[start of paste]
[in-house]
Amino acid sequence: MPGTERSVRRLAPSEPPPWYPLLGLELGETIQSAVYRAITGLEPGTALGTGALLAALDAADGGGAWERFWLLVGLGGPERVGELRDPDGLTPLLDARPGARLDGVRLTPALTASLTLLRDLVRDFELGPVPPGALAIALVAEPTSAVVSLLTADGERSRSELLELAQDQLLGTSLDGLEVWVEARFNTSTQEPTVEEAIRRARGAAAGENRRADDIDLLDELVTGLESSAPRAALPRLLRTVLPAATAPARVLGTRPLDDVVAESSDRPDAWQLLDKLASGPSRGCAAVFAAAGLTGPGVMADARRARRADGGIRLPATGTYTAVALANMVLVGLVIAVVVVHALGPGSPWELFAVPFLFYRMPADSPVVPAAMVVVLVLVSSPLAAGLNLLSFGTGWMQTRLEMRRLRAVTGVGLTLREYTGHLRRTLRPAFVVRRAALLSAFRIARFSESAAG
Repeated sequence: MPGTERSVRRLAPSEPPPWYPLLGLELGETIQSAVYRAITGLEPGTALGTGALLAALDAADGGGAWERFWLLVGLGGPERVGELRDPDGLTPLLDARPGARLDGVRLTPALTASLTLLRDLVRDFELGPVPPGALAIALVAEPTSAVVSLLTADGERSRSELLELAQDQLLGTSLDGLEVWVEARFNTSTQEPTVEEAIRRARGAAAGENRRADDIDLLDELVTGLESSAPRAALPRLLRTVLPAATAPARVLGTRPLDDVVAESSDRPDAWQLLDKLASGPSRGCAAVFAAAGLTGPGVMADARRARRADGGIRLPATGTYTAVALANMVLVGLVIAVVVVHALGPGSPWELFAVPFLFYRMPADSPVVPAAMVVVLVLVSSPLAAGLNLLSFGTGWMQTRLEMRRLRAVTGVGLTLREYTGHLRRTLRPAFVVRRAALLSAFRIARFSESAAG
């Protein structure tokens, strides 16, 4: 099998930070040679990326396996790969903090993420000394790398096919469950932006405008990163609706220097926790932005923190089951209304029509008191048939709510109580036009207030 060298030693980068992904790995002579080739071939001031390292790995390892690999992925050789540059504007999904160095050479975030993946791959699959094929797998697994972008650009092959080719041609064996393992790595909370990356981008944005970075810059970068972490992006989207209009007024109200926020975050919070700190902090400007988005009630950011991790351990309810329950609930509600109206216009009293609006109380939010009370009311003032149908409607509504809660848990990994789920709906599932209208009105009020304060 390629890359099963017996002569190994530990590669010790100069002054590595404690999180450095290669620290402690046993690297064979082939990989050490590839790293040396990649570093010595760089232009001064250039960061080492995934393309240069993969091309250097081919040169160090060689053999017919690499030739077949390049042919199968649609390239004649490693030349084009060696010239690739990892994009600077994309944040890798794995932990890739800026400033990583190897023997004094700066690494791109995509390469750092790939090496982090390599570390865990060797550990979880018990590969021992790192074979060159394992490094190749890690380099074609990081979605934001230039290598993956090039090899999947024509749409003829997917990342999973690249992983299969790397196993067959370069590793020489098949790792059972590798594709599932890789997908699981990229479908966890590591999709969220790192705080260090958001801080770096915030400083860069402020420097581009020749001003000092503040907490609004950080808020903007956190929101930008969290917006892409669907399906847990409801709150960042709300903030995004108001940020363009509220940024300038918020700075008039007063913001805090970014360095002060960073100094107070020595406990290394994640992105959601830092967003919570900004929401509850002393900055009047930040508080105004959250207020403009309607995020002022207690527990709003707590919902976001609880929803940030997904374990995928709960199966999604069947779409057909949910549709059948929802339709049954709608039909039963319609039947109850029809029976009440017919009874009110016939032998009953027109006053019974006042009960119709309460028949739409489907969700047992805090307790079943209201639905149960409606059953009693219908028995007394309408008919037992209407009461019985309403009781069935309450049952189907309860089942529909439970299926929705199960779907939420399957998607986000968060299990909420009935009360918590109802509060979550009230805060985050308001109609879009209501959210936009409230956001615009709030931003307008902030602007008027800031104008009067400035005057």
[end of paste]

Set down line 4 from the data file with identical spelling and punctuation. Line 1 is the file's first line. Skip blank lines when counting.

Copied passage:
């Protein structure tokens, strides 16, 4: 099998930070040679990326396996790969903090993420000394790398096919469950932006405008990163609706220097926790932005923190089951209304029509008191048939709510109580036009207030 060298030693980068992904790995002579080739071939001031390292790995390892690999992925050789540059504007999904160095050479975030993946791959699959094929797998697994972008650009092959080719041609064996393992790595909370990356981008944005970075810059970068972490992006989207209009007024109200926020975050919070700190902090400007988005009630950011991790351990309810329950609930509600109206216009009293609006109380939010009370009311003032149908409607509504809660848990990994789920709906599932209208009105009020304060 390629890359099963017996002569190994530990590669010790100069002054590595404690999180450095290669620290402690046993690297064979082939990989050490590839790293040396990649570093010595760089232009001064250039960061080492995934393309240069993969091309250097081919040169160090060689053999017919690499030739077949390049042919199968649609390239004649490693030349084009060696010239690739990892994009600077994309944040890798794995932990890739800026400033990583190897023997004094700066690494791109995509390469750092790939090496982090390599570390865990060797550990979880018990590969021992790192074979060159394992490094190749890690380099074609990081979605934001230039290598993956090039090899999947024509749409003829997917990342999973690249992983299969790397196993067959370069590793020489098949790792059972590798594709599932890789997908699981990229479908966890590591999709969220790192705080260090958001801080770096915030400083860069402020420097581009020749001003000092503040907490609004950080808020903007956190929101930008969290917006892409669907399906847990409801709150960042709300903030995004108001940020363009509220940024300038918020700075008039007063913001805090970014360095002060960073100094107070020595406990290394994640992105959601830092967003919570900004929401509850002393900055009047930040508080105004959250207020403009309607995020002022207690527990709003707590919902976001609880929803940030997904374990995928709960199966999604069947779409057909949910549709059948929802339709049954709608039909039963319609039947109850029809029976009440017919009874009110016939032998009953027109006053019974006042009960119709309460028949739409489907969700047992805090307790079943209201639905149960409606059953009693219908028995007394309408008919037992209407009461019985309403009781069935309450049952189907309860089942529909439970299926929705199960779907939420399957998607986000968060299990909420009935009360918590109802509060979550009230805060985050308001109609879009209501959210936009409230956001615009709030931003307008902030602007008027800031104008009067400035005057």